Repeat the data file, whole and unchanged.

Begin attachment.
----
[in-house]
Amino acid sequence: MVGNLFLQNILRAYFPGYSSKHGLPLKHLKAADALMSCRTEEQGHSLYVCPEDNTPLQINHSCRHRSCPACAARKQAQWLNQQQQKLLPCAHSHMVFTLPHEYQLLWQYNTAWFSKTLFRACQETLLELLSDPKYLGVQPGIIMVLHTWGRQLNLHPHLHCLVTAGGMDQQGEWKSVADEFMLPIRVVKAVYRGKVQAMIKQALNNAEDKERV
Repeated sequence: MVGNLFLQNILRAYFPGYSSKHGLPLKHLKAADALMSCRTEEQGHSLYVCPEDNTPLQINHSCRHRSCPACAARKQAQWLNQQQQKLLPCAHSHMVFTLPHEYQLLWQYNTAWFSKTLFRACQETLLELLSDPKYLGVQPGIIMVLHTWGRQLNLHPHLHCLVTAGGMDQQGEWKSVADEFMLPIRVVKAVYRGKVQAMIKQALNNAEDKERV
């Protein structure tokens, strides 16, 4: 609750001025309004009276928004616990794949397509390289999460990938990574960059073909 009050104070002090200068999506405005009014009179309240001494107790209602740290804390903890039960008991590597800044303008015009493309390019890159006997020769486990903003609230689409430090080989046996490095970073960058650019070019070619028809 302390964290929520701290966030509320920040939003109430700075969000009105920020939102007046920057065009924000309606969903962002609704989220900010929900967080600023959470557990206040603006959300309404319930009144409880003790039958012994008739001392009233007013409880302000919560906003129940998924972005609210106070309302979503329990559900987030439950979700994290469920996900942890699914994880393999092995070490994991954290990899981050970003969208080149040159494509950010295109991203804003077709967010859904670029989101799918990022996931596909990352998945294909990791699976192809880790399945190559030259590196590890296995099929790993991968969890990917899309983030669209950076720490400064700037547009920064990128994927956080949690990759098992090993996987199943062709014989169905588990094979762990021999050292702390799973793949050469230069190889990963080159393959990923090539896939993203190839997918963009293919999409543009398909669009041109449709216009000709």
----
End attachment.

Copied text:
[in-house]
Amino acid sequence: MVGNLFLQNILRAYFPGYSSKHGLPLKHLKAADALMSCRTEEQGHSLYVCPEDNTPLQINHSCRHRSCPACAARKQAQWLNQQQQKLLPCAHSHMVFTLPHEYQLLWQYNTAWFSKTLFRACQETLLELLSDPKYLGVQPGIIMVLHTWGRQLNLHPHLHCLVTAGGMDQQGEWKSVADEFMLPIRVVKAVYRGKVQAMIKQALNNAEDKERV
Repeated sequence: MVGNLFLQNILRAYFPGYSSKHGLPLKHLKAADALMSCRTEEQGHSLYVCPEDNTPLQINHSCRHRSCPACAARKQAQWLNQQQQKLLPCAHSHMVFTLPHEYQLLWQYNTAWFSKTLFRACQETLLELLSDPKYLGVQPGIIMVLHTWGRQLNLHPHLHCLVTAGGMDQQGEWKSVADEFMLPIRVVKAVYRGKVQAMIKQALNNAEDKERV
């Protein structure tokens, strides 16, 4: 609750001025309004009276928004616990794949397509390289999460990938990574960059073909 009050104070002090200068999506405005009014009179309240001494107790209602740290804390903890039960008991590597800044303008015009493309390019890159006997020769486990903003609230689409430090080989046996490095970073960058650019070019070619028809 302390964290929520701290966030509320920040939003109430700075969000009105920020939102007046920057065009924000309606969903962002609704989220900010929900967080600023959470557990206040603006959300309404319930009144409880003790039958012994008739001392009233007013409880302000919560906003129940998924972005609210106070309302979503329990559900987030439950979700994290469920996900942890699914994880393999092995070490994991954290990899981050970003969208080149040159494509950010295109991203804003077709967010859904670029989101799918990022996931596909990352998945294909990791699976192809880790399945190559030259590196590890296995099929790993991968969890990917899309983030669209950076720490400064700037547009920064990128994927956080949690990759098992090993996987199943062709014989169905588990094979762990021999050292702390799973793949050469230069190889990963080159393959990923090539896939993203190839997918963009293919999409543009398909669009041109449709216009000709």